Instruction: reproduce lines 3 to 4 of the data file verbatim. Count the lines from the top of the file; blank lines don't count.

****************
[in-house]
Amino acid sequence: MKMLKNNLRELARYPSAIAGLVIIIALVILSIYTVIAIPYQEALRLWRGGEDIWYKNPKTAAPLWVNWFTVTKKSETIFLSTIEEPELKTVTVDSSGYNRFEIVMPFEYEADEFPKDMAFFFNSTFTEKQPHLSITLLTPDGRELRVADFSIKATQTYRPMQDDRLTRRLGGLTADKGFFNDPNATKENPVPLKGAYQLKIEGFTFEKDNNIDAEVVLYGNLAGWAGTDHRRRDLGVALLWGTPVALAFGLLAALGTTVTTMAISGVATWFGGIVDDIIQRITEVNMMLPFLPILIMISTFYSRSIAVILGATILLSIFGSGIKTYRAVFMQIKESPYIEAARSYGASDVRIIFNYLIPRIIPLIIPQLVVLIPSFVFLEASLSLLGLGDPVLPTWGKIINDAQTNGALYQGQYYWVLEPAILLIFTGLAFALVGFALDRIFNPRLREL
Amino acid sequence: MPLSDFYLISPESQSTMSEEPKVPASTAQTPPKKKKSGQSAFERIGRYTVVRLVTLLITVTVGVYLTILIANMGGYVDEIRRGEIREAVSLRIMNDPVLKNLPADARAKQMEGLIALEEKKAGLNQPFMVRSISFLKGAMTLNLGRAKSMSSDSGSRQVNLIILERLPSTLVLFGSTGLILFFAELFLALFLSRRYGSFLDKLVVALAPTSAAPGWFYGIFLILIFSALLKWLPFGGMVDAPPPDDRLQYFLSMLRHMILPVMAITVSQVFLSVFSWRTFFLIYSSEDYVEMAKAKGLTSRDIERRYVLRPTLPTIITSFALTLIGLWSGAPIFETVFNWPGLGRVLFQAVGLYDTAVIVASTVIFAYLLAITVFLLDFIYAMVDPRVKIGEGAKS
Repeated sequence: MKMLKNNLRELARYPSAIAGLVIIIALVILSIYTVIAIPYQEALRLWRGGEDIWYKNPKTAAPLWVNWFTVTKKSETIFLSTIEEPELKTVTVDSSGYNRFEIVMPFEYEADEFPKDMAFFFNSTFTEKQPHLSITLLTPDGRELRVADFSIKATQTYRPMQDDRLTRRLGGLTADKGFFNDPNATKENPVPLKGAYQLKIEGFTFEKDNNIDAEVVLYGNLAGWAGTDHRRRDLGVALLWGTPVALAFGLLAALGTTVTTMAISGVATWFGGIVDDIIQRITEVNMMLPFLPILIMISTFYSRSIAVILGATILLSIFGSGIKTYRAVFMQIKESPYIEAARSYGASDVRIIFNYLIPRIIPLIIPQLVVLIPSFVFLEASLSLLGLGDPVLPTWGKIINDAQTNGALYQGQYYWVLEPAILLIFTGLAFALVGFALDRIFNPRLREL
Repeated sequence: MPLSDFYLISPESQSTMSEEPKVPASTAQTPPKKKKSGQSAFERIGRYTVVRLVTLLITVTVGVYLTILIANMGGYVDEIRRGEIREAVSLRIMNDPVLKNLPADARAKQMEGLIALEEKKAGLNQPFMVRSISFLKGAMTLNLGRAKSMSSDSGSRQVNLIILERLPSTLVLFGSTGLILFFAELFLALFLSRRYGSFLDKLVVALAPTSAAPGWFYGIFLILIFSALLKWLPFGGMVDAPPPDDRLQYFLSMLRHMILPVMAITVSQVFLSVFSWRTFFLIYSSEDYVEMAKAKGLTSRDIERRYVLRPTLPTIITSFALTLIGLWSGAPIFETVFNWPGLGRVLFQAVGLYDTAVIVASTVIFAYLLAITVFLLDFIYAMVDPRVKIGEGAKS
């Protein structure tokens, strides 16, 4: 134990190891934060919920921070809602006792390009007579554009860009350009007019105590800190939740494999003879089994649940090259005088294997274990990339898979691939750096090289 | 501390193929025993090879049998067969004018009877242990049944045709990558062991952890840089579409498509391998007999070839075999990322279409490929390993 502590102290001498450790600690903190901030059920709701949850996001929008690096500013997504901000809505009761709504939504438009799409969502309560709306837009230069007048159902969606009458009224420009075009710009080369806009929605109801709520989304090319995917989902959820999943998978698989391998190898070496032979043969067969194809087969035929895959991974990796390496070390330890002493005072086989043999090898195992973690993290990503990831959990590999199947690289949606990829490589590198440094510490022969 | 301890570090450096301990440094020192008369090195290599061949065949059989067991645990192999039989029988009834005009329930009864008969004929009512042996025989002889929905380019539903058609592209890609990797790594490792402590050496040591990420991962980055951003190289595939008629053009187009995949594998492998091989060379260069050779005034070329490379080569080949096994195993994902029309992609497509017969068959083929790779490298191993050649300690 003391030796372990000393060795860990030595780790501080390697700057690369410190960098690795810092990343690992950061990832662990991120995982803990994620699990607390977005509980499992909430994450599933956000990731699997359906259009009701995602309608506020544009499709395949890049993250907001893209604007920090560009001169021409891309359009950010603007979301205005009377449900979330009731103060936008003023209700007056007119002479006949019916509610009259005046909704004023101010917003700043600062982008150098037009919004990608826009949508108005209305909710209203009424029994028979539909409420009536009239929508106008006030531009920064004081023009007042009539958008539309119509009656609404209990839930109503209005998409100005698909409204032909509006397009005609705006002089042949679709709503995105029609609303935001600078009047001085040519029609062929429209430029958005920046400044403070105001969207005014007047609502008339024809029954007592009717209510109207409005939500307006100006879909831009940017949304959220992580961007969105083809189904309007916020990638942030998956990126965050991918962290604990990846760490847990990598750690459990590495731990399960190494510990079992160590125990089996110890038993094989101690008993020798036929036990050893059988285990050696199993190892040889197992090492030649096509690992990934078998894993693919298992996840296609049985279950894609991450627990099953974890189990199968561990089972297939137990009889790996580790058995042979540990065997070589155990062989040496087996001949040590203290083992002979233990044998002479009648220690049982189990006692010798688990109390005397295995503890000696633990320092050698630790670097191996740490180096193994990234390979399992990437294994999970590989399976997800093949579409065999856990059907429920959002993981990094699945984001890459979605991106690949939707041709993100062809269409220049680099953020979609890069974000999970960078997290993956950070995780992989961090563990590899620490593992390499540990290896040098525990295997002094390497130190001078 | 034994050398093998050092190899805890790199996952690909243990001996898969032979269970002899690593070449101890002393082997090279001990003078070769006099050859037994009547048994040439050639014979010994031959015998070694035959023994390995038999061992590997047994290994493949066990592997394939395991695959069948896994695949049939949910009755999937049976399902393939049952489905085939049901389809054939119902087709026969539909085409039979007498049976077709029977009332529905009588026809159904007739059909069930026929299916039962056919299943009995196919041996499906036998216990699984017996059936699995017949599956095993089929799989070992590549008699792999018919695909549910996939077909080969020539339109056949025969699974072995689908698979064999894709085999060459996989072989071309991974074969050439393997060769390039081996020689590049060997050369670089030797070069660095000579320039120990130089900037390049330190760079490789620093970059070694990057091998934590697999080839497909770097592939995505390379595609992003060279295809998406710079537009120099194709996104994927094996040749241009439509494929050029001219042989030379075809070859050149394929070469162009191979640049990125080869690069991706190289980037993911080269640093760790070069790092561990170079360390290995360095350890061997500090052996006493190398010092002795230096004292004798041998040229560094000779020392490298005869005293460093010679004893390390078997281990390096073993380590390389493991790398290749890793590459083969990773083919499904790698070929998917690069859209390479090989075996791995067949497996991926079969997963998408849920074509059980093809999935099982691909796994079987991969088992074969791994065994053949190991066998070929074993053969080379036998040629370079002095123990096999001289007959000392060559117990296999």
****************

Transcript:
Amino acid sequence: MPLSDFYLISPESQSTMSEEPKVPASTAQTPPKKKKSGQSAFERIGRYTVVRLVTLLITVTVGVYLTILIANMGGYVDEIRRGEIREAVSLRIMNDPVLKNLPADARAKQMEGLIALEEKKAGLNQPFMVRSISFLKGAMTLNLGRAKSMSSDSGSRQVNLIILERLPSTLVLFGSTGLILFFAELFLALFLSRRYGSFLDKLVVALAPTSAAPGWFYGIFLILIFSALLKWLPFGGMVDAPPPDDRLQYFLSMLRHMILPVMAITVSQVFLSVFSWRTFFLIYSSEDYVEMAKAKGLTSRDIERRYVLRPTLPTIITSFALTLIGLWSGAPIFETVFNWPGLGRVLFQAVGLYDTAVIVASTVIFAYLLAITVFLLDFIYAMVDPRVKIGEGAKS
Repeated sequence: MKMLKNNLRELARYPSAIAGLVIIIALVILSIYTVIAIPYQEALRLWRGGEDIWYKNPKTAAPLWVNWFTVTKKSETIFLSTIEEPELKTVTVDSSGYNRFEIVMPFEYEADEFPKDMAFFFNSTFTEKQPHLSITLLTPDGRELRVADFSIKATQTYRPMQDDRLTRRLGGLTADKGFFNDPNATKENPVPLKGAYQLKIEGFTFEKDNNIDAEVVLYGNLAGWAGTDHRRRDLGVALLWGTPVALAFGLLAALGTTVTTMAISGVATWFGGIVDDIIQRITEVNMMLPFLPILIMISTFYSRSIAVILGATILLSIFGSGIKTYRAVFMQIKESPYIEAARSYGASDVRIIFNYLIPRIIPLIIPQLVVLIPSFVFLEASLSLLGLGDPVLPTWGKIINDAQTNGALYQGQYYWVLEPAILLIFTGLAFALVGFALDRIFNPRLREL